Could Zinc Supplements Help Prevent Febrile Seizures?


Some evidence suggests that a febrile seizure occurs when the child has low serum zinc levels.

Some evidence suggests that a febrile seizure occurs when the child has low serum zinc levels.

Between 2% to 5% of children will experience a febrile seizure at some point. These seizures, which follow rapid body temperature elevations, occur most often in children ages 6 months to 2 years and peak in the second year of life.

Zinc is an important player in the levels of gamma-aminobutyric acid (GABA), a main inhibitory neurotransmitter in the brain. Zinc activates a pyridoxal kinase enzyme that decarboxylates glutamic acid and increases the brain’s GABA levels, thereby preventing excitatory neuronal discharge. As a result, zinc deficiencies may lead to less GABA formation.

The Nutrition Journal recently published a study that analyzed 100 children between the ages of 18 months to 60 months to determine the effects of zinc supplementation.

Patients had a history of 1 febrile seizure and were randomized to receive 2 mg/kg/day of zinc sulfate supplementation or placebo for 6 months.

The primary endpoint was rate of recurrent seizures. The researchers followed patients for 1 year after the trial was initiated.

Febrile seizure recurrence was seen in 19 patients from the placebo arm (38%) and 11 patients from the active supplementation arm (22%), which was a statistically significant difference.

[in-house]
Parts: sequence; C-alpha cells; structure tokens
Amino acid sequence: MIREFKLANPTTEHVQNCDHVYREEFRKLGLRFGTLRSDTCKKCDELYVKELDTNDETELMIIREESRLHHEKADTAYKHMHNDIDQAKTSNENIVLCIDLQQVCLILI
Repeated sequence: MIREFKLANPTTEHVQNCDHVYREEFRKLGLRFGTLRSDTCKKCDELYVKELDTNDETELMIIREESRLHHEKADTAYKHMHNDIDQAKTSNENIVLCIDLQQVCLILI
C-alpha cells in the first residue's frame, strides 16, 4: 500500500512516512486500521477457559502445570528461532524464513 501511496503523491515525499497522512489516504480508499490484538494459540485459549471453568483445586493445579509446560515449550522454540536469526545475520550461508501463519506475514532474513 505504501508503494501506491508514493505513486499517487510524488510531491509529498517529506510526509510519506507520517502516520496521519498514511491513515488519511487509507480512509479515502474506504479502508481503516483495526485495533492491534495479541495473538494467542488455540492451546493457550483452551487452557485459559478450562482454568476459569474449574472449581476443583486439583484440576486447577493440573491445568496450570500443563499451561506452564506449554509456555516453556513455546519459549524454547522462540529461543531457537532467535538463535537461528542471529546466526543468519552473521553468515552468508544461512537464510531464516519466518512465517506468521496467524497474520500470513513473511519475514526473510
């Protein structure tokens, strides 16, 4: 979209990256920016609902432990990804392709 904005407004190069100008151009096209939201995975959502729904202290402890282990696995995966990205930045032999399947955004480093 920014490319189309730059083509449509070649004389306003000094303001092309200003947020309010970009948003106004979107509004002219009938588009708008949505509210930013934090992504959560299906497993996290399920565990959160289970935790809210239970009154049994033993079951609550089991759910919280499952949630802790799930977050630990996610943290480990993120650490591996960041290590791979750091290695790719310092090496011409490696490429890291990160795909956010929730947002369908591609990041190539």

Risk factors for recurrence were male gender, children with a family history of seizures, and children with a lower serum zinc concentration at the start of the study.

The study authors concluded that zinc supplementation appears to be safe way to prevent febrile seizures.

Vomiting, heartburn, and abdominal pain were reported as adverse effects in the study participants. However, these effects were “well-tolerated” and disappeared in 2 to 3 weeks, and supplementation was continued. Overall, there was no statistically significant difference between the 2 groups in terms of safety.

The researchers noted that multiple prior studies showed little effect of zinc supplementation on the recurrence of febrile seizures.

Since the sample size of this study was small and the results were not consistent with prior research, zinc supplementation for febrile seizure prevention warrants further research.

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